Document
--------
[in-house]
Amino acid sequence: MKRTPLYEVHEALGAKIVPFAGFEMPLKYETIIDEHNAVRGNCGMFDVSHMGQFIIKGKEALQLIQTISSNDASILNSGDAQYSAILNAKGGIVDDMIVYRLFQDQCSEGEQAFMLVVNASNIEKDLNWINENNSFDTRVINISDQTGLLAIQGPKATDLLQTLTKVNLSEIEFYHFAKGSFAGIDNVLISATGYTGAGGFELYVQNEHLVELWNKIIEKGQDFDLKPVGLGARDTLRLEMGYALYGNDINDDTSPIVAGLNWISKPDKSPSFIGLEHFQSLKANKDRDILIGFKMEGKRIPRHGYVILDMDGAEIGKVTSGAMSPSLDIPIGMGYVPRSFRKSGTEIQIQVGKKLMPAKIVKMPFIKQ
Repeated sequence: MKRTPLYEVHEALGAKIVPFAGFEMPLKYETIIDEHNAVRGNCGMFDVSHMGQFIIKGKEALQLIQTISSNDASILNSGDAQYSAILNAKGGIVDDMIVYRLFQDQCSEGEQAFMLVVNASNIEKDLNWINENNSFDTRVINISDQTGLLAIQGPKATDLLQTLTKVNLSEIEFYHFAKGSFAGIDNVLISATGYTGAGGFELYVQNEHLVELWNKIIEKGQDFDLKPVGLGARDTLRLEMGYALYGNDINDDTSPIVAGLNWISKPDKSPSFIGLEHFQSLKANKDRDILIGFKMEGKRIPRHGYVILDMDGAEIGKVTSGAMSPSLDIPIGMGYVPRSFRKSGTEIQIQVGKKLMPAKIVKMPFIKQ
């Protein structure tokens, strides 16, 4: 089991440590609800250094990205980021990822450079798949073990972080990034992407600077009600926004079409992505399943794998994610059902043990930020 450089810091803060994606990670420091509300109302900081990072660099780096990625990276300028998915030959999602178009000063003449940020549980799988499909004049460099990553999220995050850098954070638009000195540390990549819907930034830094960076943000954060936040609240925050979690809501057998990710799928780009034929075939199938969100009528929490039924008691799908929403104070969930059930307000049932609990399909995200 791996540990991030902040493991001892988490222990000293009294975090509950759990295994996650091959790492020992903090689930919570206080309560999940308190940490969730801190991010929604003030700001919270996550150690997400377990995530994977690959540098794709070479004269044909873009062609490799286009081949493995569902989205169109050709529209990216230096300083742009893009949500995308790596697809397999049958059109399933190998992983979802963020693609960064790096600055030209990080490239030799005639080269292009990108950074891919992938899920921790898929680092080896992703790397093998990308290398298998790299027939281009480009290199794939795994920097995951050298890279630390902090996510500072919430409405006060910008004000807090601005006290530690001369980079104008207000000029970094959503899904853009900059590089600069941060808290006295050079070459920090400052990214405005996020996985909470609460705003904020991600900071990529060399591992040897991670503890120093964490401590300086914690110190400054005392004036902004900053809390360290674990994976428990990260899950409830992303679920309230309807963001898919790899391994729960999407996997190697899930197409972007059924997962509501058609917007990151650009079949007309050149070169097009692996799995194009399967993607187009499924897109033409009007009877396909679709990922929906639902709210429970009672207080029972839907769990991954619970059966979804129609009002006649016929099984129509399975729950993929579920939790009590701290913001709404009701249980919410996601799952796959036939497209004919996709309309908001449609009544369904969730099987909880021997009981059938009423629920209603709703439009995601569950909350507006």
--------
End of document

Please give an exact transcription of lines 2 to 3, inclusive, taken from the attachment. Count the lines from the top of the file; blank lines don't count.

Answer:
Amino acid sequence: MKRTPLYEVHEALGAKIVPFAGFEMPLKYETIIDEHNAVRGNCGMFDVSHMGQFIIKGKEALQLIQTISSNDASILNSGDAQYSAILNAKGGIVDDMIVYRLFQDQCSEGEQAFMLVVNASNIEKDLNWINENNSFDTRVINISDQTGLLAIQGPKATDLLQTLTKVNLSEIEFYHFAKGSFAGIDNVLISATGYTGAGGFELYVQNEHLVELWNKIIEKGQDFDLKPVGLGARDTLRLEMGYALYGNDINDDTSPIVAGLNWISKPDKSPSFIGLEHFQSLKANKDRDILIGFKMEGKRIPRHGYVILDMDGAEIGKVTSGAMSPSLDIPIGMGYVPRSFRKSGTEIQIQVGKKLMPAKIVKMPFIKQ
Repeated sequence: MKRTPLYEVHEALGAKIVPFAGFEMPLKYETIIDEHNAVRGNCGMFDVSHMGQFIIKGKEALQLIQTISSNDASILNSGDAQYSAILNAKGGIVDDMIVYRLFQDQCSEGEQAFMLVVNASNIEKDLNWINENNSFDTRVINISDQTGLLAIQGPKATDLLQTLTKVNLSEIEFYHFAKGSFAGIDNVLISATGYTGAGGFELYVQNEHLVELWNKIIEKGQDFDLKPVGLGARDTLRLEMGYALYGNDINDDTSPIVAGLNWISKPDKSPSFIGLEHFQSLKANKDRDILIGFKMEGKRIPRHGYVILDMDGAEIGKVTSGAMSPSLDIPIGMGYVPRSFRKSGTEIQIQVGKKLMPAKIVKMPFIKQ